Canada’s Conservatives and Liberals in tight race as election looms

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Polls indicate Canada is heading for a tight two-way race between its traditional rival parties, with a real possibility of a minority government after the vote on October 19.

Polls indicate Canada is heading for a tight two-way race between its traditional rival parties, with a real possibility of a minority government after the vote on October 19.

Montreal (dpa) – It was supposed be an Orange Tsunami, a crushing wave of New Democratic Party (NDP) members of parliament with their trademark orange banners sweeping aside Canada’s traditional parties – the Conservatives and the Liberals – for a brighter, more equal future.

Instead, as Canadians prepare to cast their ballots on Monday October 19, polls show it’s shaping up to be a photo finish final dash between the newly resurgent Liberals led by Justin Trudeau and the incumbent Conservatives led by Prime Minister Stephen Harper, with perhaps neither party capturing enough votes to form a majority government.

And NDP leader Tom Mulcair could end up being the big loser of Canada’s longest ever election campaign. His left-wing party continues to lose steam nationally and in the French-speaking province of Quebec, where the NDP drew most of its support during the last election in 2011, unseating the Liberals to become the official opposition in the House of Commons.

Mulcair, a feisty 60-year-old former Quebec environment minister of mixed Irish and French-Canadian ancestry, has fought his campaign on a message of “true change.”

He has run on a promise to introduce a national childcare system, invest heavily in public transportation, education and Aboriginal communities, abolish Canada’s unelected Senate, commit Canada to drastically lower its greenhouse gas emissions and end Ottawa’s military campaign against Islamic State in Iraq and Syria.

Canada is taking part in the US-led bombing campaign of Islamic State targets in Iraq and Syria, and Canadian special forces train Iraqi and Kurdish fighters.

In a very unusual step for a party with strong social-democratic credentials Mulcair also promised to do all that while also keeping a balanced budget.

Trudeau, 43, the eldest son of former Liberal prime minister Pierre Trudeau, on the other hand is promising to run three consecutive deficits of a “modest” 10 billion Canadian dollars (7.8 billion US dollars) a year each to kickstart the sputtering Canadian economy.

Harper is campaigning on a traditional Conservative platform of balancing the budget, tax cuts for the middle class and security both at home and internationally.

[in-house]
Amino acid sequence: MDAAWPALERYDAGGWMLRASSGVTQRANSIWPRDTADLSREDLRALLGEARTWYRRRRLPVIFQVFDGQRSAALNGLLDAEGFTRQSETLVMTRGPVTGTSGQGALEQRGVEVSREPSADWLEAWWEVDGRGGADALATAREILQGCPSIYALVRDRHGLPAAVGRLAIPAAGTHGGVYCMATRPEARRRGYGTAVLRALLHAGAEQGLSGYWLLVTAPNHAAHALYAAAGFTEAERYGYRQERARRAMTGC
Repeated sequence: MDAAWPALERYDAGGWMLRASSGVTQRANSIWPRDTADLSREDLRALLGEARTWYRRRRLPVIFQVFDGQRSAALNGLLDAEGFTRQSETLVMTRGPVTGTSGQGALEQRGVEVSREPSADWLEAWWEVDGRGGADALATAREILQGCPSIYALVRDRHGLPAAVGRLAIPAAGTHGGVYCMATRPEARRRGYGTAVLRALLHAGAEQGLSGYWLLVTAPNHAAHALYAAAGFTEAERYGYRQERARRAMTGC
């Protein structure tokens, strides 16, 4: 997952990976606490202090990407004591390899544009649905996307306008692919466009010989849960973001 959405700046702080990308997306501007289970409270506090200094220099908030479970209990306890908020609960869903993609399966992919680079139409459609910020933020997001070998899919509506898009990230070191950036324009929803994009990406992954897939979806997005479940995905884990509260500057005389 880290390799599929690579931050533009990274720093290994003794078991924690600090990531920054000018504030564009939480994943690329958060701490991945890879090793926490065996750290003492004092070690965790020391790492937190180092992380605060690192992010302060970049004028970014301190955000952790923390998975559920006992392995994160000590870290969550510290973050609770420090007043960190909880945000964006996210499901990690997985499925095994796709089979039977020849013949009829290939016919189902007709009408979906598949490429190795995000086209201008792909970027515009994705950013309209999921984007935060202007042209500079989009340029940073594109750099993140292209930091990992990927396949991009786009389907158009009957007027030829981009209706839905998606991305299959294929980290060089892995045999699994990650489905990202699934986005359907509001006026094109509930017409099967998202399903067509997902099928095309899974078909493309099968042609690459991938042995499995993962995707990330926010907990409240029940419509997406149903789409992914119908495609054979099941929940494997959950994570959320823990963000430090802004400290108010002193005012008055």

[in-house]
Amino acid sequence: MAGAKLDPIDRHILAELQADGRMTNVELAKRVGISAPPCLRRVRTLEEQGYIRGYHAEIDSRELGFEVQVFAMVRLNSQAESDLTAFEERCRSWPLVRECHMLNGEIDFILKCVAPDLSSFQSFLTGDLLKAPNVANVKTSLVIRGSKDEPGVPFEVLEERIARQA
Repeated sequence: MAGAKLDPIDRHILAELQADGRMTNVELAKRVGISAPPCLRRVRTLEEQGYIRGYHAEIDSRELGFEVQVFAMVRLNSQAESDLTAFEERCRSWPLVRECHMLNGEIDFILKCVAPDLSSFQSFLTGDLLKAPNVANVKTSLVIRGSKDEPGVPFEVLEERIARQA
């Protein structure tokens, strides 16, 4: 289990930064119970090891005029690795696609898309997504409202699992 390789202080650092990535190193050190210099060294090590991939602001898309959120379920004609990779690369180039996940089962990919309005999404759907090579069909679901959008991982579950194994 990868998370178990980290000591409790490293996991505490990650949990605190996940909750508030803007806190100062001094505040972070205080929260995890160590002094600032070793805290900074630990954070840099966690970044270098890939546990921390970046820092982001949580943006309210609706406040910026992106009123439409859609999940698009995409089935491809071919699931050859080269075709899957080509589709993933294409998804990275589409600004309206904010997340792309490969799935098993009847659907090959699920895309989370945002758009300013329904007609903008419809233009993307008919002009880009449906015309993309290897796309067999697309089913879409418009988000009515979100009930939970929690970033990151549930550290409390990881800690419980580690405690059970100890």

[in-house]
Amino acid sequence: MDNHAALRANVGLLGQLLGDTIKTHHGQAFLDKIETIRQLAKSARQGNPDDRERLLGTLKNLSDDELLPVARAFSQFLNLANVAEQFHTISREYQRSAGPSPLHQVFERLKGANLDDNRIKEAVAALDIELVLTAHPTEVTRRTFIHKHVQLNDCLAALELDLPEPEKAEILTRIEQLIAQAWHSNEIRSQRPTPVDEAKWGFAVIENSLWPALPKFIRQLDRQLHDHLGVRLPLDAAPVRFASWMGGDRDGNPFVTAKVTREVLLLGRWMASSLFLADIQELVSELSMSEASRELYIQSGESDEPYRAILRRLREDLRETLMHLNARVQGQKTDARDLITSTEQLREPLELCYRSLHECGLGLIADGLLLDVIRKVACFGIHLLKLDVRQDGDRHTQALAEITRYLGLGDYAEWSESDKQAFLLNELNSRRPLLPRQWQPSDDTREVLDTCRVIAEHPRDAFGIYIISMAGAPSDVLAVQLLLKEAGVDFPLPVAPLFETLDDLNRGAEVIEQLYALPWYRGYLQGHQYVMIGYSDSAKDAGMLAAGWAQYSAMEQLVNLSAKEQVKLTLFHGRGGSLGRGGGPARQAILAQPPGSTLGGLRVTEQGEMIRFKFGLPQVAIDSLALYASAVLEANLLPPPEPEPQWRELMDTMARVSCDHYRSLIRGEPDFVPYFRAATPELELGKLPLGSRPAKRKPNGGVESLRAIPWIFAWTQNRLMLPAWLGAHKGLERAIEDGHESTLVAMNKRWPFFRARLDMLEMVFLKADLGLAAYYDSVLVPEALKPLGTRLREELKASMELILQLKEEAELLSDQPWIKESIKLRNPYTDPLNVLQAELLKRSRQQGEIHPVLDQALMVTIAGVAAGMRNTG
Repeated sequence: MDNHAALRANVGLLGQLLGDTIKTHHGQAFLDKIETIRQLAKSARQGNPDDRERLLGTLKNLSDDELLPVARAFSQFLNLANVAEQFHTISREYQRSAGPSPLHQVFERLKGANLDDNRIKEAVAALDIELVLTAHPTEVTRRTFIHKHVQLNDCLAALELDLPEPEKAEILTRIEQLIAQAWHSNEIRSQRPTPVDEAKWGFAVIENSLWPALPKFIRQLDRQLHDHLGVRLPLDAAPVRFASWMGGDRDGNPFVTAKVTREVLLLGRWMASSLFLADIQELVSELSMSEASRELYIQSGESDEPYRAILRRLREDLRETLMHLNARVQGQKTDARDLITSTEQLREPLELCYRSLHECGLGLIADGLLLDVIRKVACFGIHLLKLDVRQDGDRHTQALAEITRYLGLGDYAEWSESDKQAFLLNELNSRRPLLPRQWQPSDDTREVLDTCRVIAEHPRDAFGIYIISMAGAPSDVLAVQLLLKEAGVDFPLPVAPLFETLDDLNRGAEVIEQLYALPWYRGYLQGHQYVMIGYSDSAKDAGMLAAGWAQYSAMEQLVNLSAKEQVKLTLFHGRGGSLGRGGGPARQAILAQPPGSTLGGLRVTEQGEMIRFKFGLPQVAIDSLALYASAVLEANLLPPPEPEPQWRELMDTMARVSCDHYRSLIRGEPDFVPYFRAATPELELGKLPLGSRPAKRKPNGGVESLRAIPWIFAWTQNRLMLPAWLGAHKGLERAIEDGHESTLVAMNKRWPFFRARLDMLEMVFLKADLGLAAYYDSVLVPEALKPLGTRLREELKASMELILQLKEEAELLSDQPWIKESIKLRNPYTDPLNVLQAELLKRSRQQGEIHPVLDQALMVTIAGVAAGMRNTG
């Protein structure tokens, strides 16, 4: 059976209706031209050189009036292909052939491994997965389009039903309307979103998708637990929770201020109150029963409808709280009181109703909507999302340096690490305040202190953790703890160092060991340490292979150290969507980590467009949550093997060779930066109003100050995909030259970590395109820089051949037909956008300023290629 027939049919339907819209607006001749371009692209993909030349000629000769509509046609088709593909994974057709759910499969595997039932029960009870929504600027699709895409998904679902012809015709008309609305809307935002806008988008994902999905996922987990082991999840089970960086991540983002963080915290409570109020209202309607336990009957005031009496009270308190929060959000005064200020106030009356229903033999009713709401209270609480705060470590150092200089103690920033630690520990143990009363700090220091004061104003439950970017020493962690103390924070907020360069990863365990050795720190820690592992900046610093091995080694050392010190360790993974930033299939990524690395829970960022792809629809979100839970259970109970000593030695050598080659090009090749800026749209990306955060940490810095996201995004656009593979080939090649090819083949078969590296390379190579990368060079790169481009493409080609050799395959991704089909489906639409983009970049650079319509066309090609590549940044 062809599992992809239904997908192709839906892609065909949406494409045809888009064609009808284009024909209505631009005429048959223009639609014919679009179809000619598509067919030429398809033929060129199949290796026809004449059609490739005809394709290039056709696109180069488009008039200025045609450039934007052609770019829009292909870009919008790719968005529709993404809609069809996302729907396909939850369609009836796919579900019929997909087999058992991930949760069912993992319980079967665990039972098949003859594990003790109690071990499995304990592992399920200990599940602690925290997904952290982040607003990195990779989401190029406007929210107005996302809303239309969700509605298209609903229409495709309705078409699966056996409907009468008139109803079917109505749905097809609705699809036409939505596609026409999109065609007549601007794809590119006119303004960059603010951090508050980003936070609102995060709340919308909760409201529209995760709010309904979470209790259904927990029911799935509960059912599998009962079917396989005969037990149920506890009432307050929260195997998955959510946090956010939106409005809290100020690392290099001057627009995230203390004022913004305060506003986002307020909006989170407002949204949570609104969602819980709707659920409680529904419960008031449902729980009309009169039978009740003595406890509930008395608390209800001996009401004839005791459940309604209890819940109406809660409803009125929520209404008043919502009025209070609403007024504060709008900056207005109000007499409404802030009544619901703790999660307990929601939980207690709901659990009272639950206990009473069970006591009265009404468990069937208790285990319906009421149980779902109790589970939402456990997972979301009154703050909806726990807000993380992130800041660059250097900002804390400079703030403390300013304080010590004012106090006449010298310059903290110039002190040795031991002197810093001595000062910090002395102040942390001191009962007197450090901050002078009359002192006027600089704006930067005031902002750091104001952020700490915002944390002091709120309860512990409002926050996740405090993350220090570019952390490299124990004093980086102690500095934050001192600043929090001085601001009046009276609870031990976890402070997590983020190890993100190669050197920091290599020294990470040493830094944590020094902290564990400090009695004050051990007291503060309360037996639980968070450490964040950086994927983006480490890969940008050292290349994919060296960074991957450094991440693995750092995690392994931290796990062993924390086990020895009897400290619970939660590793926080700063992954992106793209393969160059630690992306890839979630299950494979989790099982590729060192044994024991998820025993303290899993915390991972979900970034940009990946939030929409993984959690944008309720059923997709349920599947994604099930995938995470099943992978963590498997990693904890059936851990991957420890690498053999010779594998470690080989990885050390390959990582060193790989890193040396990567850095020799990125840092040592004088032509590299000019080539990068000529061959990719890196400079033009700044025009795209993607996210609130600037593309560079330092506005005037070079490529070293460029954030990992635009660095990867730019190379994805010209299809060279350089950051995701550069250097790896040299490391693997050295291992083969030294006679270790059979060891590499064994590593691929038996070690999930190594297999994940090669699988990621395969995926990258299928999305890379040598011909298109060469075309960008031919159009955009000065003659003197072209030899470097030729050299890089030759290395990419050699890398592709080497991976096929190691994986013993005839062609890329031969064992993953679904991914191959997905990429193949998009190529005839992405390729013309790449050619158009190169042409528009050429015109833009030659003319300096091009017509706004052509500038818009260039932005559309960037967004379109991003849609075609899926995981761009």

It has been a difficult slog for the 56-year-old Conservative leader whose 10-year stint as prime minister coincided with the worst global economic crisis since the Great Depression and led to the disappearance of hundreds of thousands of manufacturing jobs.

Even more troubling for Harper, whose political support is based in oil- and gas-rich Western Canada, has been the steep decline in oil prices and other commodities that were fuelling Canada’s growth until recently.

Harper has had to fend off attacks from his political rivals who have labelled him the prime minister “with the worst job creation record since the Great Depression” and savaged him on Canada’s slow response to the Syrian refugee crisis.

But a master tactician, Harper has been able to stay afloat by introducing campaign issues that have kept his rivals on their heels.

One such issue was the furore surrounding the niqab, a face-covering veil worn by a tiny minority of Muslim women in Canada. The niqab issue exploded in the middle of the 78-day campaign, exposing an undercurrent of malaise over accommodations for religious minorities, especially the growing Muslim community in Canada.

It came as a young Pakistani woman, Zunera Ishaq, challenged in courts a regulation introduced by the Conservatives that would have prevented her from taking a Canadian citizenship oath while wearing the niqab, which conceals the woman’s face, leaving only her eyes visible.

Subsequent Federal Court decisions sided with Ishaq and struck down the government rules, but public opinion polls have shown the majority of Canadians are opposed to the niqab. Harper masterfully used the niqab issue in election debates to zero in on Mulcair and Trudeau who sided with the court decision and slammed Harper for using it as “a weapon of mass distraction.”

But the niqab controversy turned out to be a game-changer for the Conservatives and the NDP, which was already slipping in the polls. The Conservatives immediately shot up in opinion polls across the country but especially in the staunchly secular Quebec.

Ishaq, incidentally, took her oath of citizenship on October 9 – while wearing her niqab – and says she is planning to vote on October 19.

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